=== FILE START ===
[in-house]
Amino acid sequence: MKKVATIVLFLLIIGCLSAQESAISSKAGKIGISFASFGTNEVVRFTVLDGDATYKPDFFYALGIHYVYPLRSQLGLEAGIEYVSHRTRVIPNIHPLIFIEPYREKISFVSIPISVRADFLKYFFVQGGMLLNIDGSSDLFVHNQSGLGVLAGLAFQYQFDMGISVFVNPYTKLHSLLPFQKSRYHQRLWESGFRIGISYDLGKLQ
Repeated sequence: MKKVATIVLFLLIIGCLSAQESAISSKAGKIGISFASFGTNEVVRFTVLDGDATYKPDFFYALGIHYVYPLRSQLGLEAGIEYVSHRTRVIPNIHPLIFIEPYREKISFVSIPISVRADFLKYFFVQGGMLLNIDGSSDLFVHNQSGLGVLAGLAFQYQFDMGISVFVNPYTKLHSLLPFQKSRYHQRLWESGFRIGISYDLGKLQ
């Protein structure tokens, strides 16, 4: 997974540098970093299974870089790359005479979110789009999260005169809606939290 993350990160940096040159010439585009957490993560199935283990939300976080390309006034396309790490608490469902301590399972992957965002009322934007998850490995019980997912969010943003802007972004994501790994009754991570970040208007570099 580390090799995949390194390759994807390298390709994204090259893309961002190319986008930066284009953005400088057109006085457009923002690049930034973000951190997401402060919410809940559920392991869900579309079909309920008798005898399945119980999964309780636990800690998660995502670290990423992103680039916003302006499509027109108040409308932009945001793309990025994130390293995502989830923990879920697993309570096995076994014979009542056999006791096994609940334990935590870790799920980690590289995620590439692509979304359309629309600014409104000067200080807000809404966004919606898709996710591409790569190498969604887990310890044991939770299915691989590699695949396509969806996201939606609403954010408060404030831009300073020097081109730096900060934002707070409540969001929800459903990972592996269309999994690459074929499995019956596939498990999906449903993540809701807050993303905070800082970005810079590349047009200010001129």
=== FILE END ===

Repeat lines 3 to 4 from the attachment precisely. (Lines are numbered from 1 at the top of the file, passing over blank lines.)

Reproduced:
Repeated sequence: MKKVATIVLFLLIIGCLSAQESAISSKAGKIGISFASFGTNEVVRFTVLDGDATYKPDFFYALGIHYVYPLRSQLGLEAGIEYVSHRTRVIPNIHPLIFIEPYREKISFVSIPISVRADFLKYFFVQGGMLLNIDGSSDLFVHNQSGLGVLAGLAFQYQFDMGISVFVNPYTKLHSLLPFQKSRYHQRLWESGFRIGISYDLGKLQ
């Protein structure tokens, strides 16, 4: 997974540098970093299974870089790359005479979110789009999260005169809606939290 993350990160940096040159010439585009957490993560199935283990939300976080390309006034396309790490608490469902301590399972992957965002009322934007998850490995019980997912969010943003802007972004994501790994009754991570970040208007570099 580390090799995949390194390759994807390298390709994204090259893309961002190319986008930066284009953005400088057109006085457009923002690049930034973000951190997401402060919410809940559920392991869900579309079909309920008798005898399945119980999964309780636990800690998660995502670290990423992103680039916003302006499509027109108040409308932009945001793309990025994130390293995502989830923990879920697993309570096995076994014979009542056999006791096994609940334990935590870790799920980690590289995620590439692509979304359309629309600014409104000067200080807000809404966004919606898709996710591409790569190498969604887990310890044991939770299915691989590699695949396509969806996201939606609403954010408060404030831009300073020097081109730096900060934002707070409540969001929800459903990972592996269309999994690459074929499995019956596939498990999906449903993540809701807050993303905070800082970005810079590349047009200010001129």